HL Deb 22 March 1858 vol 149 cc448-53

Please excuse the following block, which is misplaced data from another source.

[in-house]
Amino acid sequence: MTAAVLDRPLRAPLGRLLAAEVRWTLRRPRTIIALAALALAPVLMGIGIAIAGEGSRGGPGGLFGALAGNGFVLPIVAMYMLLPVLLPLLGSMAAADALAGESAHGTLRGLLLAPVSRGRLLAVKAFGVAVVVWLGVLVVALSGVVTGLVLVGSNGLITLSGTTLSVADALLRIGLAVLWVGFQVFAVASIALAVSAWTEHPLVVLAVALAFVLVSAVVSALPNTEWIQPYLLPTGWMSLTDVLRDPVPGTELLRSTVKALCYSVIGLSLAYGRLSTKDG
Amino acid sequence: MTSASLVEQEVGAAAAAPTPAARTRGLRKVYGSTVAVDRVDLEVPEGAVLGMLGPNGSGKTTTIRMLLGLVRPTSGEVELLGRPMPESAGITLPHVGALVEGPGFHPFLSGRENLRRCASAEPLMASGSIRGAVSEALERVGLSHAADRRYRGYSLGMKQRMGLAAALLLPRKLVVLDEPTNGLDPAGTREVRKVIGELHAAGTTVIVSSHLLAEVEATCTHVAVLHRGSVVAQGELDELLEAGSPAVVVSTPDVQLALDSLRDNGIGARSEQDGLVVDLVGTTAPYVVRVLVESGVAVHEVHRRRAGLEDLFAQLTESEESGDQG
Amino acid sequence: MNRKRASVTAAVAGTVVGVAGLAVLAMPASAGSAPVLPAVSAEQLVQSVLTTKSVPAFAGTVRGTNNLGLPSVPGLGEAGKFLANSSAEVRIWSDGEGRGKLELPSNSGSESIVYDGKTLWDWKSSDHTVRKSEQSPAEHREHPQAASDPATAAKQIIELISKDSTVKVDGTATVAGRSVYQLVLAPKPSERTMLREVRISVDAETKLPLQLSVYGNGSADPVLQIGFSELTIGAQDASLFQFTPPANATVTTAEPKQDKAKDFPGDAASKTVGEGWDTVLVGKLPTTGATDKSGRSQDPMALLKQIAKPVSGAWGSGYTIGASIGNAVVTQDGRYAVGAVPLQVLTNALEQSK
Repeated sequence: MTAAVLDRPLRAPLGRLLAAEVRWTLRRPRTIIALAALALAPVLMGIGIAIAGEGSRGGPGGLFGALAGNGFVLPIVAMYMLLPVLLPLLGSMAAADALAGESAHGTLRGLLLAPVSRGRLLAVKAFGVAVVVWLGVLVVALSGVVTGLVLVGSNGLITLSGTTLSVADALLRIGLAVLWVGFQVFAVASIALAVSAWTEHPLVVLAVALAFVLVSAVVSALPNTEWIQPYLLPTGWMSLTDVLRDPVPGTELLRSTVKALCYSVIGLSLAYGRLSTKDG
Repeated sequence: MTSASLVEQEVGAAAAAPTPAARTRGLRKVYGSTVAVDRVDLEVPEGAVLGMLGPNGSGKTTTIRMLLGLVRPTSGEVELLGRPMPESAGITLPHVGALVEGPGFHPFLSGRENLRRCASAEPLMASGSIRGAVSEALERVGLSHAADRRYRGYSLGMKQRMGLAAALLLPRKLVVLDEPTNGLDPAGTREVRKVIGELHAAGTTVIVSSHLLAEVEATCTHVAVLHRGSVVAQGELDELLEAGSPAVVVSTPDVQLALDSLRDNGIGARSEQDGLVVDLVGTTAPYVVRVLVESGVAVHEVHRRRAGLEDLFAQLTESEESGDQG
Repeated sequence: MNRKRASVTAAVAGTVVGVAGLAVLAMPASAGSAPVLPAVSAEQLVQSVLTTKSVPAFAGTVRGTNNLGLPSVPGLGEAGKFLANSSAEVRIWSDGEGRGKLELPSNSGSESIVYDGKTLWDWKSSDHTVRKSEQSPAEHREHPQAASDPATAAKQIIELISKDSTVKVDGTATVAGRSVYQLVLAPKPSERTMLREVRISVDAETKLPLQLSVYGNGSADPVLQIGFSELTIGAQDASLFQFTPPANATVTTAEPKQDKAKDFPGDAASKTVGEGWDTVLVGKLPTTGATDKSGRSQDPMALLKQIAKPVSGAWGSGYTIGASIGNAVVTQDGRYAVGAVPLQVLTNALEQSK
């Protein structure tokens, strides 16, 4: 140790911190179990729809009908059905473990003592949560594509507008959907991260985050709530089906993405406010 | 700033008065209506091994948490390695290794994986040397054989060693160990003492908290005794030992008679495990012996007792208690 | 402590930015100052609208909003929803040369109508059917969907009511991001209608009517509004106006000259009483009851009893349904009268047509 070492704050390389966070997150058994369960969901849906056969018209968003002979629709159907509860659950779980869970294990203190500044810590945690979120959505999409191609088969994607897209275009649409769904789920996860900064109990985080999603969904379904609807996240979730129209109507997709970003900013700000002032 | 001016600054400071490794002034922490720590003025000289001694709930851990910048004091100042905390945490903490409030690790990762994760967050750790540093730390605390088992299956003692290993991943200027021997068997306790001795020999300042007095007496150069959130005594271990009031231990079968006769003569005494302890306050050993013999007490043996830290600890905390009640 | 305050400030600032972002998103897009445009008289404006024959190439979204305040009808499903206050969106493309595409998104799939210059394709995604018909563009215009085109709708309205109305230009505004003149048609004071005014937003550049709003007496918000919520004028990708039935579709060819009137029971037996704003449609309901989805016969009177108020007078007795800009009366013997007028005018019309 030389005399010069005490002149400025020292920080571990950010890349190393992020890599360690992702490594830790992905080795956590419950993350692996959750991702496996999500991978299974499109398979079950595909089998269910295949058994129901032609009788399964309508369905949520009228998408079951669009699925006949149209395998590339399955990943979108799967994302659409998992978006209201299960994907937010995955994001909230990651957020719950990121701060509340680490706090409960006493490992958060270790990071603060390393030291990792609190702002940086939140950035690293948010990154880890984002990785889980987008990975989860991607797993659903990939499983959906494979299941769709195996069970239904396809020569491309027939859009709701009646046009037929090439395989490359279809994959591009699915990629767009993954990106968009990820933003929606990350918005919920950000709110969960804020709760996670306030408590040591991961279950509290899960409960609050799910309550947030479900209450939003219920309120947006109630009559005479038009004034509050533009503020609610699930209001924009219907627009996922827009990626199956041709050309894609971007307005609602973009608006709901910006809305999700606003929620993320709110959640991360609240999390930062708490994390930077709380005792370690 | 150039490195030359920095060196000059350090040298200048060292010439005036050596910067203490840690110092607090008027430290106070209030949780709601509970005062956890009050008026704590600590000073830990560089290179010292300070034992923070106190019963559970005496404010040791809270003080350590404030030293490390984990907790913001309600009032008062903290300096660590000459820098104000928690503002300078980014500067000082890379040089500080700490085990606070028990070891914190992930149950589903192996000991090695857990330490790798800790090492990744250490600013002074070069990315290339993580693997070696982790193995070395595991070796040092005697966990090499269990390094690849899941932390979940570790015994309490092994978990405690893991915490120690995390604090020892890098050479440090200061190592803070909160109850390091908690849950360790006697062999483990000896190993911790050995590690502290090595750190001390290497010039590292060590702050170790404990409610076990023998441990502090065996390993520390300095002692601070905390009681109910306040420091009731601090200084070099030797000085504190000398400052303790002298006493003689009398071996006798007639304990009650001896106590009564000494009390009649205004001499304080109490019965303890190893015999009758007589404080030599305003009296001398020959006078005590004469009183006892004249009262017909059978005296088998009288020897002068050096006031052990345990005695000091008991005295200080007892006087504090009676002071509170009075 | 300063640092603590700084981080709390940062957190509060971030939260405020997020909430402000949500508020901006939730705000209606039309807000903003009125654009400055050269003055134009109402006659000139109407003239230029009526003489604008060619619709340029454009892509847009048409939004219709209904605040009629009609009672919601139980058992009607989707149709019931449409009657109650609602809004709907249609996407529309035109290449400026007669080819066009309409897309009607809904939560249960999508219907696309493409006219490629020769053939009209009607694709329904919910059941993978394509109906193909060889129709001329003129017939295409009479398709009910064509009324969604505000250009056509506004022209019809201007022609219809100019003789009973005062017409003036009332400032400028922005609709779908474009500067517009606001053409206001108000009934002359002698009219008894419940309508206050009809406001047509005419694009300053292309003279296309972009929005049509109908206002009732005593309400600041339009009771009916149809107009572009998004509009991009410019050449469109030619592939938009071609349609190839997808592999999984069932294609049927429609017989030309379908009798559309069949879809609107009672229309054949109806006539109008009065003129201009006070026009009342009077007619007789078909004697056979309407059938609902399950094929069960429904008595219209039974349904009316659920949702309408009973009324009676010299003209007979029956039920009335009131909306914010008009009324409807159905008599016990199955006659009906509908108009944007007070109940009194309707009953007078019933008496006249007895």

in moving the second reading of this Bill, stated that a law had been in existence from the time of Lord Coke to the present day, which had never been altered, but which every one agreed ought to be altered. The law was laid down in Dumpor's case, that whore a condition in a lease was dispensed with by license even to assign for example to one person the condition was gone for ever, and he proposed by the present Bill that any condition should only be affected by a license in the particular case to which the license referred. He thought that a landlord ought to have the benefit of every insurance effected upon his property, although not made in accordance with the lessee's covenant. There was already a remedy for the landlord under the Building Act, at least in the Metropolis, but his additional remedy would be found useful. Equity will in some cases relieve a tenant from a breach of covenant working a forfeiture, but this remedy is not extended to a breach of a covenant to insure. If a tenant were to omit to keep up his insurance, for however short a time, it would be a breach, and although no fire had occurred, the landlord might re-enter if there was the usual power of re-entry in the lease, and oust the tenant, who would be remediless although he might have expended thousands on the property. He proposed, that the tenant in the absence of fraud or gross negligence, where no damage had happened, should be relived if the insurance was correct at the time, but only once relieved, upon payment to the landford of twice the amount of the premium, which ought to have been paid with interest at 5 per cent. from the time they should have been paid. This will prevent negligence and will be an indemnity to the landlord for the risk run although no damage was sustained whilst the property was uninsured. It had become a common practice upon the sale of leasehold property to insert in the conditions of sale a provision to the effect that the production of the receipt of the last payment of rent without the production of any fire insurance effected upon the property should be a good title to the purchaser. Hundreds of purchases had been made under that stipulation, but nothing could be more dangerous, because if, by mistake, the property had not been insured, the landlord, even although he might have given a receipt subsequent to the period at which the covenant to insure had been broken, would not be bound by that receipt, and might recover the whole of the property from the purchaser. A remedy in that respect was needed every day. What he proposed, therefore, was, that where the purchaser had not actual notice that there had been a breach of covenant, and the landlord's receipt for the last payment of rent, and the sale was a regular bonâ fide transaction, the purchaser should not be affected by any breach of covenant previous to that receipt. With regard to the days of grace allowed by fire insurance offices for payment on insurance policies, no court of law had yet actually decided whether they were bound to adhere to their promise to allow days of grace. All the insurance offices had lately issued advertisements stating that the days of grace were binding upon them; but he had lived long enough never to trust any directors; he therefore proposed to make it imperative upon the insurance offices to allow days of grace when they had given days of grace, just as if those days had been mentioned in the original policy. He requested the Law Life Office, whose business was of great extent and importance, to look at the clause which he had drawn on this point. They did so, and stated that it would in their opinion work fairly to them as well as to the insurer. The directors assured him that they had no objection to it. He would gladly receive any communication with which the directors of any other office might favour him upon the clause. He proposed that the release from a rent charge of part of the hereditaments charged therewith should not extinguish the whole rent charge, but should operate only to bar the right to recover any part of the rent charge out of the particular hereditaments released. The Bill contained a similar enactment with regard to judgments. The release from a judgment over a portion of an estate was not to operate beyond the actual portion released by the particular judgment. In this provision he followed the precedent which had been found to work satisfactorily in Ireland. With respect to uses he proposed an important provision which was calculated, he belived, to set at rest a number of very difficult questions which constantly arose out of this branch of the subject. He proposed that where by any instrument any hereditaments were limited to uses, all uses thereunder, whether expressed or implied by law, and whether immediate or future, or contingent or executory, should take effect as they arose by force of, and by relation to, the estate and seizin originally vested in the person seized to the uses. This would get rid of the fine doctrine which is termed scintilla juris, and which led to such learned yet trifling discussions, after the passing of the Statute of Uses, in the reign of Henry VIII. With respect to the execution of powers by deed, he might remind the House, the law had already been altered in regard to wills, with perfect satisfaction to every one, and he proposed by this Bill, to place the law relative to the execution of powers by deed on precisely the same footing as the execution of powers by will. He proposed that where there was a power to dispose of property by deed, the instrument should be executed in the ordinary way, and property and powers should be placed on the same footing. It had been decided in that House, that if a trustee sold an estate—having the power to do so—and by mistake gave certain benefits to the tenant for life which he ought not to have, yet if that were a mistake and no fraud, they would not allow the estate of an innocent purchaser to be taken from him, hut would give compensation to the person entitled to the property, so as to make good the deficiency created by a wrong proceeding by mistake. Acting upon that principle he proposed to place powers on exactly the same footing as property. The effect would be that where money had been paid by mistake to the tenant for life, the mistake might be corrected by repayment of the money to the persons entitled under the settlement, and they would be placed in just as good a position as if the money had been originally paid to the trustees. The present law may work great hardships. The Marlborough family bought White Knights, the well known estate upon which they expended largo sums. It was sold under a power; and as the tenant for life had a power to cut down all the timber, but left it standing, the trustees allowed him to receive the value of the timber, but subsequently finding this was wrung, he invested the sum paid to him upon the trusts of the settlement, the purchase nevertheless was set aside, and a remainder-man under the settlement recovered the estate with the timber. The next clause took away the right to limit an estate after lives in being for a term of twenty-one years, without reference to the minority of any person entitled to take the estate. This as it stood was an abuse of the law against perpetuities. The next clause was intended to supply a remedy for a defect in the law of inheritance which had been very much felt. He proposed that where there should be a total failure of the heirs of the purchaser of land in fee simple, the land should descend and the descent should be traced from the person last entitled to the land as if he had been the purchaser thereof. The real property Commissioners intended to provide for a case of hardship, but ultimately the clause was struck out of their Bill. He had introduced it into the present Bill. It was to provide for a case of this sort. An illegitimate person bought an estate, and married, and had an only child, a son, the estate not being devised, of course descended to his son; the son died without issue, and the estate was held to have escheated to the Crown instead of going, as he now proposed, to the natural heirs of the son. In the next clause he proposed to give power to any person to assign property to himself and another person, in the same manner as he might now assign the same to another. The last two clauses referred to the manner in which wills might be attested and executed. At present when a will was attested in any place where the testator might see the attesting witnesses sign, the will was held good even though he did not absolutely see them; but if it was attested in any place where the testator could not see them it was invalid. He proposed to enact that even though it might be attested in any place where the testator could not see the attestation executed, yet if the court or jury should be of opinion that the particular place of attestation was chosen not for the purposes of fraud but simply for convenience, the will should be valid. The old statute of Charles II. made a will valid which the testator acknowledged to the witnesses, and which was then attested by them. But the new Wills Act required that the testator should either acknowledge his signature or sign in the presence of the witnesses who were also to sign in the presence of each other. It might happen that a testator called in two persons and said, "I want you to witness my will," folding down the paper so as to cover the signature. Such a will was void. He thought that was too nice a distinction upon which to invalidate a will when the signature of the testator was in the proper place, and the witnesses were both present, and both attested the will in the presence of the testator, and a clause upon the subject was therefore inserted. He could assure their Lordships, that in proposing these alterations, he was carrying out the declared intentions of the Real Property Commissioners. In their fourth Report, they proposed that the signature or acknowledgment should be in the presence of one or two witnesses present at the same time. He would read to the House, from the Report, what followed on this subject:— We do not think it necessary to continue the provision of the statute of frauds which requires the witnesses should subscribe in the presence of the testator. This, as we have stated, has been disregarded so far that the Courts have not required that the testator should actually see the witnesses sign, but have considered it sufficient if he might see them; and yet several fair wills have been adjudged void, where witnesses have signed in an adjoining room, and even where the testator, if he had thought proper, might have seen them merely by changing his position. It is important that no long interval should elapse between the execution and the attestation of a will, because it would afford an opportunity for the substitution of a false will, and, therefore, create doubt whether the attestation was written upon the will which had been executed by the testator. But if it be required that both witnesses shall be present at the time when the will is signed or acknowledged, and shall attest it in the presence of each other, the signatures of the witnesses will usually be made either in the presence of the testator or before they lose sight of the will. We have considered whether any regulation can be made for affording further security in this respect, but we have not been able to devise any provision which would not occasion evil or inconvenience of more importance than the advantage it would afford. It does not appear to us that the additional security which may be obtained by requiring the witnesses to sign in the testator's presence is of so much importance, as the burthen and danger of imposing such a restriction. Their second proposition accordingly requires the two witnesses to subscribe their names to the will, but is silent as to the presence of the testator. The noble and learned Lord concluded by recommending the Bill to the consideration of their Lordships.